Dne 25. 11. 19 v 20:28 David Díaz napsal(a):
* Can we manage  and  in a
"centralized" way? I mean, do we have a way to
know in advance when the execution of a certain module will require root
permissions? If the answer is NO,
It's complicated by the fact that some modules might call another modules,
so it depends on the functionality which you will really use. You cannot tell that
for sure in advance.
* Can we open a discussion/research/whatever to do
something to this regard? Do
you think it worth it? Or do you already had such discussions in the past? If so,
what was the conclusion?
I'm not sure whether we had a discussion about it in
the past but there are couple of
expectations which YaST has.
Running as root, or more specifically being able to read/write the configs, is one of
In theory the admin could make the needed config files writable for a non-root user
and then YaST should work fine as that user. For example I can do this (as root):
setfacl -m u:lslezak:rw /etc/sysconfig/yast2
then I can run
and change the options in that (!!) file as non-root. But I do not consider that as a
practically usable solution as you usually do not know which files are actually used
by which YaST module.
And in that case adding the hard UID == 0 check would block this scenario.
Additionally even running as root does not guarantee you can read/write all files.
There might be system limitations (the root partition mounted in the RO mode, the
processes running in a docker container run as root but you still cannot do
everything there, etc...) or there can be even hardware restrictions (SCSI hard
drives have RO pins and you can jumper them to the RO mode, SD cards have that RO
slider, etc...). So in the end testing UID == 0 is not the perfect solution, maybe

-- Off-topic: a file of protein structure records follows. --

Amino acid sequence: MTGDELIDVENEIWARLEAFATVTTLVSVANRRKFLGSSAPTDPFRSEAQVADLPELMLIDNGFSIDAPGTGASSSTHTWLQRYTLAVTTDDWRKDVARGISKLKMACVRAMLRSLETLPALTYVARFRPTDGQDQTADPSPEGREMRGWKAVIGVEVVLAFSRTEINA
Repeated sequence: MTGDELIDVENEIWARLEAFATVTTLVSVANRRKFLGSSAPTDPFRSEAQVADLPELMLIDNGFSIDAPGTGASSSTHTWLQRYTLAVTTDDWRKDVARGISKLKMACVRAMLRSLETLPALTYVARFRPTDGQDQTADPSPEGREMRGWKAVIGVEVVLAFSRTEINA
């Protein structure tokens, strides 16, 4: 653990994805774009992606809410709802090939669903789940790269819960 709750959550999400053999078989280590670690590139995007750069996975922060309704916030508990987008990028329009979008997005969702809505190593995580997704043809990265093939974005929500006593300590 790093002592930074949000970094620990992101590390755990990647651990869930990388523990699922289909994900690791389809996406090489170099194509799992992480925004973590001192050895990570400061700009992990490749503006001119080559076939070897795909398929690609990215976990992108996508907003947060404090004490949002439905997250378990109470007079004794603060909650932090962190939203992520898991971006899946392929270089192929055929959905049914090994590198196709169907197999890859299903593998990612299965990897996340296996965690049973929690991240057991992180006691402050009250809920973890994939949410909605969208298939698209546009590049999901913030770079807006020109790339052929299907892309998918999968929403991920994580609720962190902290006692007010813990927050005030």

tests like File.readable?/File.writable? might be even better...
We can only make it less possible to run the YaST modules as a non-root. The YaST
control center already displays the YaST modules which you can run, so that's OK.
of course, that does not prevent you from running "/usr/sbin/yast2 needs_root"
We can compare the behavior with running e.g. "vim /etc/fstab" as a non-root. In
case it displays "[readonly]" flag in the status bar, if you try to edit the
displays "Warning: Changing a readonly file" there. But you can still continue
editing. If you insist on writing the file you'll get the "Can't open file
writing" error in the end.
Then it's up to the user what to do. Either abort so all changes are lost or write
a different file and later move it as root to the original location. Obviously we do
not allow to do the second option in YaST so the user could only abort anyway.
So from that perspective displaying a warning at beginning that something might fail
is OK, also displaying an error when saving is OK. Crashing at some point is bad. On
the other hand if it crashed it means nothing has been changed so it should be quite
safe for the user. ;-)
So in the end I think we should improve the error handling in general (to not crash)
but I think we should not explicitly block non-root users just because we think it
won't work. That might hurt in the opposite way in some cases.
SUSE LINUX, s.r.o.
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